Week 17, Chicago: Although most of us suspected the Bears would phone it in, they decided to play their starters all the way through. Trailing 10-3 early in the fourth quarter, the Bears offense would get the ball three times with a chance to tie. They would get as close as the Packers’ 32, before Nick Collins picked off a sailing Jay Cutler pass in the final minute. In retrospect, maybe the Bears would have been fresher in the NFC Championship game had they phoned this game in.
Week 15, New England: Although one could argue this game ends the streak (or is where the streak starts), when the Patriots took the 31-27 lead there was still 7:14 left and the Packers offense got two possessions after that score. This, the Dan Connolly debacle, and Matt Flynn starting at QB makes this one an asterisk at best.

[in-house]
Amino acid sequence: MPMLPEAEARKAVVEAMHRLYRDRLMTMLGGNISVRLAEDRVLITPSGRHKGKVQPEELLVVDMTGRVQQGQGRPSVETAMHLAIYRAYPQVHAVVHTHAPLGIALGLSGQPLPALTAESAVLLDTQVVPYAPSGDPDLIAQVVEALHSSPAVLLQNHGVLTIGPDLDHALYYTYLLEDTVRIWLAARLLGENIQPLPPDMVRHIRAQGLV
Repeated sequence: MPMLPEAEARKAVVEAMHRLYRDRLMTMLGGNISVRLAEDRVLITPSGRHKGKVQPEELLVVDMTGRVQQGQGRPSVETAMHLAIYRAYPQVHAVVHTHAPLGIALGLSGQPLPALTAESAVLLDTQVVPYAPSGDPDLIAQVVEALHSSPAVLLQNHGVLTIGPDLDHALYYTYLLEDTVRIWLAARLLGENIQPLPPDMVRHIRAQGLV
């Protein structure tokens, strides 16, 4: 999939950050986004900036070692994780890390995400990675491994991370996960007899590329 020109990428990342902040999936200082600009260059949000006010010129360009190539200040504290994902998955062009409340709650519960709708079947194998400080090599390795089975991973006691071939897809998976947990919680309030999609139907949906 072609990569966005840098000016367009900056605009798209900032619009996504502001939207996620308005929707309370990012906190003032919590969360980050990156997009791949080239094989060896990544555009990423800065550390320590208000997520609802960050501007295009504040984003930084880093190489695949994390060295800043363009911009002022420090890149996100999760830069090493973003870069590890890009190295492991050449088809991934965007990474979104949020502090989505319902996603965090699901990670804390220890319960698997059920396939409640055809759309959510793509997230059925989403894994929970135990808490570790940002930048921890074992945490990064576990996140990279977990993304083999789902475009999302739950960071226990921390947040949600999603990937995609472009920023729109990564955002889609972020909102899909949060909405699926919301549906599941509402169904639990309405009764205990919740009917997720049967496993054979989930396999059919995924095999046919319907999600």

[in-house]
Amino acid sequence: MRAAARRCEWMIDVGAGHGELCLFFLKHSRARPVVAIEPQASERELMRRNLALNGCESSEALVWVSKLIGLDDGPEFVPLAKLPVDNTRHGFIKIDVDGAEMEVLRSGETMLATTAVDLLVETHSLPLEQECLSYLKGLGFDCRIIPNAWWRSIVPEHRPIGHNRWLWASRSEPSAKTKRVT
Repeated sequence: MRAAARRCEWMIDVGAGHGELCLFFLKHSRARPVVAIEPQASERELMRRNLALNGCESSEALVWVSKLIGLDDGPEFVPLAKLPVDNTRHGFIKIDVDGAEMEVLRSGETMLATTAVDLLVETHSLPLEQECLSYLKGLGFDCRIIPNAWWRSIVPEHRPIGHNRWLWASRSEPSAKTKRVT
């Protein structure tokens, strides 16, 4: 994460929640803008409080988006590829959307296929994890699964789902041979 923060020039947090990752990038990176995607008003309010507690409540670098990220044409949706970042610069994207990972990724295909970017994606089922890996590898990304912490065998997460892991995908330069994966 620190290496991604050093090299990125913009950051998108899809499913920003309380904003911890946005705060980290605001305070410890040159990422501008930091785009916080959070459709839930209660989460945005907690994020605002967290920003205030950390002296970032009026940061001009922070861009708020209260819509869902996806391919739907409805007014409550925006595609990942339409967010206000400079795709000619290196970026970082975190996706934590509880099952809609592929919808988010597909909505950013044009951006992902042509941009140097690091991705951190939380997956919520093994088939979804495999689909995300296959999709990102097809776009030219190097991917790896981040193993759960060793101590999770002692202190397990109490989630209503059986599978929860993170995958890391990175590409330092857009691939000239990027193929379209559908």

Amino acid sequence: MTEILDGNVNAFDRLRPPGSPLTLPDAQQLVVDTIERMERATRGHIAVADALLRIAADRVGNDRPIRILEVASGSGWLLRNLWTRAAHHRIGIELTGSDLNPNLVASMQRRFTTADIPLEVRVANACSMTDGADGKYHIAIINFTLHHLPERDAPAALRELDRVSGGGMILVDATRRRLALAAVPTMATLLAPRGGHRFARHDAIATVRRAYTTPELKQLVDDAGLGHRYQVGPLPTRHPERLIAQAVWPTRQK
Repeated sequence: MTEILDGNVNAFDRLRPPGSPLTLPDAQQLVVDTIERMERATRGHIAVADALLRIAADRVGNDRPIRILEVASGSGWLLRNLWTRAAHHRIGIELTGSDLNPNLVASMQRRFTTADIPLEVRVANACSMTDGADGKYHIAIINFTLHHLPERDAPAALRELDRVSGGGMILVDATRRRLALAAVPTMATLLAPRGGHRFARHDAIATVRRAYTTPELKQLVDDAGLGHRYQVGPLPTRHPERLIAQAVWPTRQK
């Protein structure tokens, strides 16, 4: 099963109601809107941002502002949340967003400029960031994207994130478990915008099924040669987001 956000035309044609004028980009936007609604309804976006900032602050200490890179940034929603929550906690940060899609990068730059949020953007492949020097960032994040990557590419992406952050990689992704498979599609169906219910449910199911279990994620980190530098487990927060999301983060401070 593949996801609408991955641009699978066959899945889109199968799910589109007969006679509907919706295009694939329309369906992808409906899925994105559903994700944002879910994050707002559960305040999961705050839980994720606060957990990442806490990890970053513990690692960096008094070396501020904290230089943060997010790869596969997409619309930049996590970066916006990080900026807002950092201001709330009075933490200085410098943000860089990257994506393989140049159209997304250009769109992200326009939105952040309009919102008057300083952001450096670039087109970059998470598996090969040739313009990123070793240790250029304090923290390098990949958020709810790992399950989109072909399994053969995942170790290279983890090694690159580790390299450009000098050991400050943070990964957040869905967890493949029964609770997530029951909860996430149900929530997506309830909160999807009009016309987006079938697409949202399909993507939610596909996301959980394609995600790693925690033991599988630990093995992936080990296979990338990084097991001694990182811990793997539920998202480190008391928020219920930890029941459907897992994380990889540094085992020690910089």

Week 8, New York Jets: The Packers shut the Jets out 9-0 in their crib when they were coming off the bye week. That’s not even on this list, but semi-cancels out the asterisk above.
Week 4, Detroit: The Shaun Hill-led Lions were worthy adversaries and the Packers held on, 28-26. The Lions would got only one possession the entire fourth quarter. With 11:34 left, they took the ball from their own 29 all the way to the Packers’ 37. Being just out of Jason Hanson’s field goal range on a windy day in Green Bay, the Lions punted with 6:39 remaining. The Packers proceeded to drive the ball down the Lions’ throat and ended it with a Rodgers’ knee on the Lions’ 14.
So let’s go back to 2009.